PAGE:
he temporary closure of Robinson’s General Store came as a pretty shocking blow to Haliburton County last week.
If you live here or cottage here, you likely know about the iconic store; the heart of the little town of Dorset, north of Carnarvon.
Previously owned by the Robinson family for four generations spanning 100 years, the store was only recently sold to new owners, a young couple fairly fresh to Huntsville, in the spring of 2021.
Consisting of 500 full-time residents and many more season residents, Dorset lost its only grocery store, hardware store, and general store for the time being, leaving many up in arms about the situation.
Or should I say, up in caps lock and hateful words.
The abrupt and unexpected notice on the front door next to the wood-carved moose statue and underneath the old-west-esque “Robinson’s General Store” sign is definitely shocking.
It reads, “Store is temporarily closed until further notice.”
It’s inconvenient to those who use it to fill their fridge and to buy tools to fix squeaky doors.
It’s difficult to accept change after being able to go to Robinson’s any day of the week.
Like many others, I have been going to the store since I was a kid, picking out a stuffed animal from their toy selection and hoping to get time to play at the park across the street.
Many got to know the Robinson family well. They played a pivotal role in the small community.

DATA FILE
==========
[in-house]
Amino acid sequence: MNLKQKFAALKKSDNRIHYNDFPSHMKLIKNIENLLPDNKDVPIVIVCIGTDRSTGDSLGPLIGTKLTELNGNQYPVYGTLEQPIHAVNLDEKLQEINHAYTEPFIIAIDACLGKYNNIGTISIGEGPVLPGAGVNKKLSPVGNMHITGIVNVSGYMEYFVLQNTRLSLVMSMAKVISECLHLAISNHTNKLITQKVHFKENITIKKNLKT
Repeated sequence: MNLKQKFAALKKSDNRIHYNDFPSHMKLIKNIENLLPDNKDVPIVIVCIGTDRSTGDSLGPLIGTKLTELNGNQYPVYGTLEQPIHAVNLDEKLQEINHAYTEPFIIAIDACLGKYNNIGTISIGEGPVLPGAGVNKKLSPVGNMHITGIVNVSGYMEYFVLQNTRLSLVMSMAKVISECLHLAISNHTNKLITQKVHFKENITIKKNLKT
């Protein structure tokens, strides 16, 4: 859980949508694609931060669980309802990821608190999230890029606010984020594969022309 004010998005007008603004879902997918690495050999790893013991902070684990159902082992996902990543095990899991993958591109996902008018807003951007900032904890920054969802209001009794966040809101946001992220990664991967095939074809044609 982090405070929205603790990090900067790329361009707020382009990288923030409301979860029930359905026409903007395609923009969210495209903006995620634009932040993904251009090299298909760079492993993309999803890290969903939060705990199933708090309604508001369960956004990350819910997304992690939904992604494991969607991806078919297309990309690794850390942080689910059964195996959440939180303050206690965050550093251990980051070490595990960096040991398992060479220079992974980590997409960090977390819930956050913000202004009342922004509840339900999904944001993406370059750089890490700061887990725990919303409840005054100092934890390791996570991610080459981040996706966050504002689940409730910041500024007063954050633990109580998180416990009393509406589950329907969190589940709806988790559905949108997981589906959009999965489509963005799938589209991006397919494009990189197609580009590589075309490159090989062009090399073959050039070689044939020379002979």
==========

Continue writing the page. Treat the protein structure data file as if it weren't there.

This is all cause to feel upset when word of the new owners having to forcibly close the store hit the streets, sure.
But I don’t think we should be upset at the new owners. And there certainly shouldn’t be threats made out to them over social media.
One of the reasons for the closure listed in Emily Stonehouse’s story Robinson’s General Store closed for now was the rise in interest rates.
Buying a business and taking it over in the middle of a global pandemic would’ve been an incomprehensible undertaking to anyone who hasn’t done it.
I would say that’s most of us. We have never done that. We can’t know what it’s like, and we can’t blame them for being put in a difficult situation.
And this certainly wasn’t the outcome they were hoping for, either.
“We’ve lost everything. We poured every single thing we had into this business,” Mike said in Emily’s article.
Mike, the owner, told the Echo and the Times that he had received countless upsetting threats over social media after the news broke.
Can you imagine losing your business and having to temporarily lay off devoted employees, and receiving threats to you and your family on top of that?
No matter how upset you are, that’s unacceptable behaviour. There’s no way for us to know the full story, so it’s always best to think twice before hitting the comment button.
At the end of the day, this is a local family that had to make a really hard decision. Let’s not forget to put people over material things.
Let’s not forget to have empathy during situations like these. If it were you in their place, how would you feel if you received threats during a low point?
They didn’t fail us. We are failing them with attacking comments like the ones Mike has received.
Life is hard and unpredictable, and our community’s small. Let’s be there for each other and offer words of support whenever possible.